The Victorian mid-terrace house had not been decorated for many years and a refurbishment with rear extension was well overdue.
A new non-conformist rear extension was proposed. A modern interpretation of the London Roof provides the extension with a unique language for the house. Internally the roof structure is expressed as exposed timber joist with a plywood ceiling which adds a simple but natural warmth to the interior. The roof construction avoids the traditional cold roof construction of slate tile and rafter and instead uses a single ply polymeric roof membrane to provide a lightweight well insulated warm roof construction. A large hexagonal glass window frames views of the small urban garden from the living room.
As part of the reconfiguration works the kitchen has been moved into the middle of the house floor plan with an new open plan galley kitchen providing a connection between the lounge to the rear extension and the dining room which has moved to the front bay windowed room. The dining room is now perfectly orientated for the early morning sun-rise to the East and perfect for breakfast. Other works to the house involved the conversion of the original roof space to provide a traditional loft conversion which adds a new floor of accommodation for the Au-pair. A wet-room shower room which has been located cleverly on the top floor landing to avoid losing any bedroom space allows the top floor a certain degree of self-sufficency. The house was originally configured as a three bedroom house now provides five bedrooms.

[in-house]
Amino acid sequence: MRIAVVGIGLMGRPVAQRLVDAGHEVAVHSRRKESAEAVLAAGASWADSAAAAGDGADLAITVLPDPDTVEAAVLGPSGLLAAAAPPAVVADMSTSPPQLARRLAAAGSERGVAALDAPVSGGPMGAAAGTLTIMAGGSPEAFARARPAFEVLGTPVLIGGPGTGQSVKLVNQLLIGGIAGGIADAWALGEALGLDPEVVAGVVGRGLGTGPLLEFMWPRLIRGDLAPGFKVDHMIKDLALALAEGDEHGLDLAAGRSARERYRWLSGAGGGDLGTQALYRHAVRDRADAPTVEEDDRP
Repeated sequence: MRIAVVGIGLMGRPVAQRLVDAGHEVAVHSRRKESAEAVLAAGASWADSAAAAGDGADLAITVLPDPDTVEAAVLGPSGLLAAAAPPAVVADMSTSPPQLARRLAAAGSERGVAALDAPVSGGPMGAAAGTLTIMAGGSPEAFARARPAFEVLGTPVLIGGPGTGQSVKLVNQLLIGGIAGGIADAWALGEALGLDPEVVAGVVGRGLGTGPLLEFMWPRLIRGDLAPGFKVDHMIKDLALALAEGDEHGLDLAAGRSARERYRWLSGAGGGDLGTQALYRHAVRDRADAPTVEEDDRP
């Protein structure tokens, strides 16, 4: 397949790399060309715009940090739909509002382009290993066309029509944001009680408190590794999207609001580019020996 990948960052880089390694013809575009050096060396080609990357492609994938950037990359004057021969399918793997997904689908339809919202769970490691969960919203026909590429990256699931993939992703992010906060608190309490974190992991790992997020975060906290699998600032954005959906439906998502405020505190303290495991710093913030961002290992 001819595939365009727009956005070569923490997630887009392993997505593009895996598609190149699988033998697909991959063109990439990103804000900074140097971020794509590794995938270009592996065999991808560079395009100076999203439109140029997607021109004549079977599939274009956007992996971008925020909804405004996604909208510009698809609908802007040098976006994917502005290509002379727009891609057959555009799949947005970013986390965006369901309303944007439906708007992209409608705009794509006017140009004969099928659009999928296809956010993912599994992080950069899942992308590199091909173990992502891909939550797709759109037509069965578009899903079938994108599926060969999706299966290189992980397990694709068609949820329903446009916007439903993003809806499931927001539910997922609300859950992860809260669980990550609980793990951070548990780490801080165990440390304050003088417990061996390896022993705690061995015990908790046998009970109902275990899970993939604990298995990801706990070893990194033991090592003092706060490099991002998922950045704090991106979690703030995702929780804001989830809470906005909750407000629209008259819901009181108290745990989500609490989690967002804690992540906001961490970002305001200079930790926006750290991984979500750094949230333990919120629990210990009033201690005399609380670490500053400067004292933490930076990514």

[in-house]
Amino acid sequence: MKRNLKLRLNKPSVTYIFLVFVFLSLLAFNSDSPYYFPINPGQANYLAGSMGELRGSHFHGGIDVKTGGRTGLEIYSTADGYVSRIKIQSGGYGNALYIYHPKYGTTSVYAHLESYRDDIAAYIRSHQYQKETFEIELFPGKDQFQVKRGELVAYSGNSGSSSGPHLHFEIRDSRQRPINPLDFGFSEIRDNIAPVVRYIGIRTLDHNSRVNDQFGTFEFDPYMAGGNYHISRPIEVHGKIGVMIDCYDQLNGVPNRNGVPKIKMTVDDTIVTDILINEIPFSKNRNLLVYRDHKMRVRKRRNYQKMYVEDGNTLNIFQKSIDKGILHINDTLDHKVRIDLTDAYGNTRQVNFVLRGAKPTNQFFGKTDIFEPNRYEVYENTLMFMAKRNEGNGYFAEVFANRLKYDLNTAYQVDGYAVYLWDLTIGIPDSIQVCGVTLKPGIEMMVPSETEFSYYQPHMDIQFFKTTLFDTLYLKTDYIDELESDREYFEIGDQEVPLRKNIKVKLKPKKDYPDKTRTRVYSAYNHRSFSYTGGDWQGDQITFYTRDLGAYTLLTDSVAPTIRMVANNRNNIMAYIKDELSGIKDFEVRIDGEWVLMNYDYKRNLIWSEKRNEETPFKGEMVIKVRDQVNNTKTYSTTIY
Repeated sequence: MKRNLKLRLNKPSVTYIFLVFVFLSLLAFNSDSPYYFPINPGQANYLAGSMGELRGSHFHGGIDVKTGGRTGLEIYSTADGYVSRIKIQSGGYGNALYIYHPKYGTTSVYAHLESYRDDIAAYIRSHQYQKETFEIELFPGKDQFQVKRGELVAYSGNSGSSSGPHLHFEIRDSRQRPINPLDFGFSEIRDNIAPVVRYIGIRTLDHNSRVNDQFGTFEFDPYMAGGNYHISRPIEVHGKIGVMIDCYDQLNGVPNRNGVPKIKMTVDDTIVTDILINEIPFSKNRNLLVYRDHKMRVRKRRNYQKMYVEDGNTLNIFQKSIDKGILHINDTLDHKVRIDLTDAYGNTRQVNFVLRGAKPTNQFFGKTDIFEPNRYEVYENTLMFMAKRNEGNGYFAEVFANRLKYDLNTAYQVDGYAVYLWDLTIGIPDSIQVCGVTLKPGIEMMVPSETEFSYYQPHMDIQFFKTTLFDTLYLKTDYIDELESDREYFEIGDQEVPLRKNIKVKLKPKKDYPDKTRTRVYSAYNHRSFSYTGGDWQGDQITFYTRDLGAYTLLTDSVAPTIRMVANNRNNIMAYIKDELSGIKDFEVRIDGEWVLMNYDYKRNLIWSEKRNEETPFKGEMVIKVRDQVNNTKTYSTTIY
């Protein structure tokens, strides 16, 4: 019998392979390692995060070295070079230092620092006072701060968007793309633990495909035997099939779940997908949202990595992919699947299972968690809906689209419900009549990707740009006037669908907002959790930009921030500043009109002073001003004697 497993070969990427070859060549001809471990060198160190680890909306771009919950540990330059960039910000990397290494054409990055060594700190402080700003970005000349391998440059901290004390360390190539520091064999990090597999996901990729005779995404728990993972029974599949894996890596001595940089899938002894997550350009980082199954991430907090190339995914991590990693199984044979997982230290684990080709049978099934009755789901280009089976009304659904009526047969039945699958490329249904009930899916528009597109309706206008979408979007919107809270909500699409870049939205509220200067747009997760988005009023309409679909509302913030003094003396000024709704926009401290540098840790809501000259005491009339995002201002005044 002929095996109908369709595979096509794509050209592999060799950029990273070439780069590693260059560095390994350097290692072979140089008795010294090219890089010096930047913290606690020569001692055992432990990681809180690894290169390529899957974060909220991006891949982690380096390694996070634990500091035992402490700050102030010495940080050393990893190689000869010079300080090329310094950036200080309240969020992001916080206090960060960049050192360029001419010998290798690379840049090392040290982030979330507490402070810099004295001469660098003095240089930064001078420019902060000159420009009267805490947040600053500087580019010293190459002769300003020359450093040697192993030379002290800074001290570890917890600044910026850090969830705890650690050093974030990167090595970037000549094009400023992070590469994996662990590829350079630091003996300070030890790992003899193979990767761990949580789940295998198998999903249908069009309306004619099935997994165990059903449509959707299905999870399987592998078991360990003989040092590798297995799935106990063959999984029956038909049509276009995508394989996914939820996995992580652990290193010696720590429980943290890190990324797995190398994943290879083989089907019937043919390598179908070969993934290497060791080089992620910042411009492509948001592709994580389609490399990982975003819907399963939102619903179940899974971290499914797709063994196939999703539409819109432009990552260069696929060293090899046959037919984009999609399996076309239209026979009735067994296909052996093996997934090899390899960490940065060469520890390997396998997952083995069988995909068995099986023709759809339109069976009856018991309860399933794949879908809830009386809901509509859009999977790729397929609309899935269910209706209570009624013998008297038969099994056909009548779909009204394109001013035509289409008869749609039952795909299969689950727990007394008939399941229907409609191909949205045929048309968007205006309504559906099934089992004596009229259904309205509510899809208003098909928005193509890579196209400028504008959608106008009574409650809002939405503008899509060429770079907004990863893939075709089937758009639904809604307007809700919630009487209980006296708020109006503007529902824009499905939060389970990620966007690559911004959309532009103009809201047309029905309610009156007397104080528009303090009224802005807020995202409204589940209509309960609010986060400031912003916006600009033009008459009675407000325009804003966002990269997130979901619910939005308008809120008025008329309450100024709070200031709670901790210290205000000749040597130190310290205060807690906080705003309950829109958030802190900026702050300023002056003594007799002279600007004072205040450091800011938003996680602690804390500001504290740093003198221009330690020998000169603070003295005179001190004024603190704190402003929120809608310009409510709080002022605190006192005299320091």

As part of the refurbishments the entire house has been rewired with new plumbing throughout. Each room has been provided with hardwired CAT 5 data connectivity which has reduced the reliance on a poor wi-fi signal quality through thick Victorian walls.